- While dating can be physically intimate, a relationship requires a greater level of emotional intimacy.
- Dating can also be experiential and playful, while relationships are typically more serious and sincere.
- Also, while dating might be brief and transient, a relationship can last a lifetime (or at least, a lot longer).
- Dating entails a greater degree of unpredictability, but a relationship (should) include a greater degree of certainty, predictability, and stability.
- Furthermore, while dating can be “open” and random, which many individuals like, a relationship values devotion and exclusivity.
In fact, even “open” relationships have their own set of limits and standards which sets them apart from dating.
Another contrast Villalon draws between dating and relationships that I enjoy is that dating teaches you lessons, whereas relationships nurture and allow you to grow.
I can certainly attest to that.
Some of the most valuable things I’ve learned about relationships occurred while I was dating, the moments when I matured the most as a person were while I was in a relationship.
Additionally, Villalon notes that dating teaches you to value independence, whereas a relationship teaches you to value the concept of a partnership.
When you’re casually dating someone, you’re free to live your love life however you please, but once you’re in a relationship, you begin to appreciate the value of partnerships – and how persevering through the challenges and obstacles you face as a couple is critical because you know they’re worth it.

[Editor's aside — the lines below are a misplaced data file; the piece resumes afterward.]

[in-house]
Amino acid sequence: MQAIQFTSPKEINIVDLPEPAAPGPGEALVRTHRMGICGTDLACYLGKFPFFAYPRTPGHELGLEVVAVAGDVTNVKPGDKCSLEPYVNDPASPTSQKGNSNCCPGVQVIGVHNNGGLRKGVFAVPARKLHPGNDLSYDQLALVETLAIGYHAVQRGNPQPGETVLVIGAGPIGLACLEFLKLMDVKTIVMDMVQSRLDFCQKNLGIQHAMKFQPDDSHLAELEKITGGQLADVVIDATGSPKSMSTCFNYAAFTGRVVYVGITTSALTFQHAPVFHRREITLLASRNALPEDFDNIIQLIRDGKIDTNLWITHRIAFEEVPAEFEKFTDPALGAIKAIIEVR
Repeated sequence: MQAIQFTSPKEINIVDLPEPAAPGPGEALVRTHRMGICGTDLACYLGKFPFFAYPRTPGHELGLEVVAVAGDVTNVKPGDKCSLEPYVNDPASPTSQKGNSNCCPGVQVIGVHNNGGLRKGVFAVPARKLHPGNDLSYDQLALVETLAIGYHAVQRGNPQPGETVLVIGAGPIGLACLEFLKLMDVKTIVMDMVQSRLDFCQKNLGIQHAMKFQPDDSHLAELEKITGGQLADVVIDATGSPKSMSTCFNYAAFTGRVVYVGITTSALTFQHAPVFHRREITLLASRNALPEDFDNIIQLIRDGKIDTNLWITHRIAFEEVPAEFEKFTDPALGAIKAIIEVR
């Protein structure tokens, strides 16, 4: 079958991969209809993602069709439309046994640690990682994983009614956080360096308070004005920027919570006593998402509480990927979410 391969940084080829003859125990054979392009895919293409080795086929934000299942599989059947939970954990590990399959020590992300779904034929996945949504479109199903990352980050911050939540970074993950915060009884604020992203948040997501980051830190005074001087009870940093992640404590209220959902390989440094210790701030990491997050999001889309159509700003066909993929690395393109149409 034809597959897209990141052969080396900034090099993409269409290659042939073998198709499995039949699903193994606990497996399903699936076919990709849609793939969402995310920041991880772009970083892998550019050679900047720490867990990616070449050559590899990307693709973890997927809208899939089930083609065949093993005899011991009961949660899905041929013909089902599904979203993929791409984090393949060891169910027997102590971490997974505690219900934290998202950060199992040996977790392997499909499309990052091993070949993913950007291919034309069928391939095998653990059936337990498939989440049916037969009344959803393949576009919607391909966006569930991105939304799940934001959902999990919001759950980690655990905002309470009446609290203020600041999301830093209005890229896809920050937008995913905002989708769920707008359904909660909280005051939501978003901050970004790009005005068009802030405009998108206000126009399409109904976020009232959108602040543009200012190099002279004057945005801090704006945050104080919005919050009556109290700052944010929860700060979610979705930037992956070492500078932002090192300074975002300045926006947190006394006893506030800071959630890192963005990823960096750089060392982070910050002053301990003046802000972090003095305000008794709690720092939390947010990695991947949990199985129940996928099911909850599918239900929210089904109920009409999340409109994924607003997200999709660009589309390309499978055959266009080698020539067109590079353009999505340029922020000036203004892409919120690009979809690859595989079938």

Additionally, dating introduces you to new individuals, often a large number of new people, whereas a relationship enables you to learn more about someone and anybody else.
Finally, a point Villalon makes that I agree with is that while dating might make many promises, a relationship fulfils all of those promises (or at least, the right type of relationship is).
Dating is akin to a dress rehearsal, whereas a relationship is the real thing.
When you’re in a relationship with someone, especially someone you’re passionate about to the point of marriage, it’s no longer a test run.
That is, it may be a trial run, but you would not approach it that way with dating.
At best, dating tells whether or not this new person is relationship material.
It tells if it’s even worthwhile to pursue this individual further.
However, until you engage in a relationship with another person, regardless of how you make the move, one could say that everything is purely fictitious.
Many people develop an addiction to the sensations associated with dating, which explains why they struggle with the supposed “restrictions” and monotony that relationships frequently impose.
However, dating a large number of individuals is not the same thing as being dedicated to a single person in a relationship.
Being an expert at dating or having extensive experience with dating does not equate to having extensive experience with relationships, as the two are not synonymous.
That is possibly why, in accordance with Love and Relationship Coach Sami Wunder’s dating philosophy, who self-identifies as the ‘Get the Ring Coach,’ women seeking marriage should refuse to date men exclusively until they propose.
Because until someone is dedicated to you, you do not have to be committed to them.
Too many individuals, particularly women, find themselves in situations where they are unclear of the guy’s intentions and find themselves begging and pleading for his attention.
However, by understanding that dating and relationships are not synonymous, including the goals and behaviours that define them, you may possibly spare yourself a great deal of time, confusion, and pain.
If you have any ideas on this subject, please share them with us in the comments section below.
I’d be thrilled to hear from you.